Demolition safety

Demolition Safety

OSHA – Occupational Safety and Health Administration – says that many of the hazards that are associated with a construction project are pertinent to a demolition project. However, the risk is much larger when on a demolition site than on any construction sites. For example, workers are exposed to lead based paint as well as hazardous asbestos material in addition to any materials that could potentially be hidden with the structural walls! In order to combat the variety of unknown and unsteady parallels, it is necessary to take a few safety precautions: you’ll find the best way to go about this is by having a demolition safety checklist.

Perform an Engineering Survey

Prior to the commencement of any demolition project, OSHA requires that the on-site project manager perform an engineering survey of the demolition area. This survey will consist of examining the walls, floors and framing to determine their condition. The reason for this survey is to hopefully avoid any unnecessary, unexpected collapse of a room or the entire building. As a requirement by OSHA, there should always be a written evaluation on hand by the on-site project manager of this survey being conducted and the results acquired from the survey.

Personal Protective and Life Saving Equipment

It is required by OSHA that workers wear protective equipment, which has been approved by OSHA, that will protect their person and could potentially save their life in the right positions. Personal protective equipment could include protection for the head, face, eyes and other extremities. More specifically, the equipment includes respiratory devices that will protect from breathing in hazardous elements, protective clothing to avoid touching hazardous materials as well as eye glasses/goggles and hard hats/helmets to protect the head and eyes from any hazardous material contact. Other equipment could include lifelines, safety belts and ear protective gear. All of this equipment is to be provided by the employer or project manager and it should be inspected to be in proper working condition for adequate protection from any type of hazardous materials, chemical or radiological hazards, etc. that could cause potential harm to the health of the worker from inhalation, absorption or even physical contact.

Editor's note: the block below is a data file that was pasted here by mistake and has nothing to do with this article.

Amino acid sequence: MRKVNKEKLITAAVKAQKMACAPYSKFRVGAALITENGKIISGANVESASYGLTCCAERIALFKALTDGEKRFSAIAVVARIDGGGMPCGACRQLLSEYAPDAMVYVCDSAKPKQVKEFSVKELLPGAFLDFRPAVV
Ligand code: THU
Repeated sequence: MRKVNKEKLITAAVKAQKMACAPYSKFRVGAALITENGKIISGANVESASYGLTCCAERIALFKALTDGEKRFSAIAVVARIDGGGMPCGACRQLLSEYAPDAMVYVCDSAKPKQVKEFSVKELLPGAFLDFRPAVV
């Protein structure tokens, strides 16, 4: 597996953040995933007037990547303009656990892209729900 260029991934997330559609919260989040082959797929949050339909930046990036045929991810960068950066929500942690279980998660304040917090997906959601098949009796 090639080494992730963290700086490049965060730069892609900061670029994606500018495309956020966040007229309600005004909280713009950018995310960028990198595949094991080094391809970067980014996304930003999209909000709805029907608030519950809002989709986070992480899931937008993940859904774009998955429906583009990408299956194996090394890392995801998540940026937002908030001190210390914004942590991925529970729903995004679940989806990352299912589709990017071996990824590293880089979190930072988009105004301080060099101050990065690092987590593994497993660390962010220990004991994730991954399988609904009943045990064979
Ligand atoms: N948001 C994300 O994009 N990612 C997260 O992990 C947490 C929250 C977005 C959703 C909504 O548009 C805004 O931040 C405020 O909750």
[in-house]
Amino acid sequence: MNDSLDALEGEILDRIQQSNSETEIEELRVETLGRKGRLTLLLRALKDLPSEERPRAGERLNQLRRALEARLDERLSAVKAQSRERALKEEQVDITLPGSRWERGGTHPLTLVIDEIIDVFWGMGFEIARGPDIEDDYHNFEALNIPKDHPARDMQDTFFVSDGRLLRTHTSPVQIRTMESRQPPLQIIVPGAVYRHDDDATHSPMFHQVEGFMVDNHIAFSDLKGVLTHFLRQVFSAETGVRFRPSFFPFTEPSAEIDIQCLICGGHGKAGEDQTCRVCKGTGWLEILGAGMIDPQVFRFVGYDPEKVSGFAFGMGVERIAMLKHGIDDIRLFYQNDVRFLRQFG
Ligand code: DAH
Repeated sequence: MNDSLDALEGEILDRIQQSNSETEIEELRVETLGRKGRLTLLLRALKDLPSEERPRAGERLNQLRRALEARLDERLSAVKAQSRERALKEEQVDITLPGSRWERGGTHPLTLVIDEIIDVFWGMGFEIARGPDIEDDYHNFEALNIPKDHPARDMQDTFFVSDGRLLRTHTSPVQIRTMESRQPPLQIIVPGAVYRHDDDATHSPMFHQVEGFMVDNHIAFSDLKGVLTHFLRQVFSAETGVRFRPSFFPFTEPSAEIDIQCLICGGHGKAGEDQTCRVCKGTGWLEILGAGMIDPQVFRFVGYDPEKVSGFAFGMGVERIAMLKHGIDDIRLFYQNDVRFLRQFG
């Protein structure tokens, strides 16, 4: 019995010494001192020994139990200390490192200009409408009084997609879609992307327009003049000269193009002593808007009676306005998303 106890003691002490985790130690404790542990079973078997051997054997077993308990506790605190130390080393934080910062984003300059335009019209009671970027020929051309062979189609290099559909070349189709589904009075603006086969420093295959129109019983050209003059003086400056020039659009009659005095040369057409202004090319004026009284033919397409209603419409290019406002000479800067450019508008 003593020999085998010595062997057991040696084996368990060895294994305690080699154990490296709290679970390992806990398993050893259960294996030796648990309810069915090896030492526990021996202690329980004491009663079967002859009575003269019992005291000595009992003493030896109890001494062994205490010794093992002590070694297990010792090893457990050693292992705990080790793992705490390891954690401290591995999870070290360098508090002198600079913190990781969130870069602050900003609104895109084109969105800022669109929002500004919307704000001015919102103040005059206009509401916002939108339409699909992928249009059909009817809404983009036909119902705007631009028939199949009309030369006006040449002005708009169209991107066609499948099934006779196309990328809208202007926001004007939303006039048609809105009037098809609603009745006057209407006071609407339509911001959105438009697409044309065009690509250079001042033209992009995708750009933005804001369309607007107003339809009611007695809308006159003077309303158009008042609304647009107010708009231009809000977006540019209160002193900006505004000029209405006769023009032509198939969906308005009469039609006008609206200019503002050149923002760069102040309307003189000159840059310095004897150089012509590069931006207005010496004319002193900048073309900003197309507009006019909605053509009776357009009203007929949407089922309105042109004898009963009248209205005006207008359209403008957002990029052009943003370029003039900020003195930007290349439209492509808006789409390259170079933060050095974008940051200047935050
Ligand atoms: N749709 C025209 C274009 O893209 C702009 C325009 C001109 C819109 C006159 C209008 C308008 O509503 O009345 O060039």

Fall Prevention

Demolition projects often call for employees to work off the ground, floor or base foundation. In addition, there are open stairways within the building that could be an area for a fall just waiting to happen. With that being said, here are a few tip to prevent falls:


  • Make certain that all damaged walls and floors have been braced prior to the worker entering the area while also ensuring that all holes have been properly covered with durable material that can withstand the worker and any other possible weight.

  • Select, inspect, wear and use the appropriate personal protective equipment, also known as PPE, for the task being performed.

  • Make certain that all demolition begins at the top and works downward for outside walls and floors.

  • Do not work in an area where there are current structural hazards for collapse.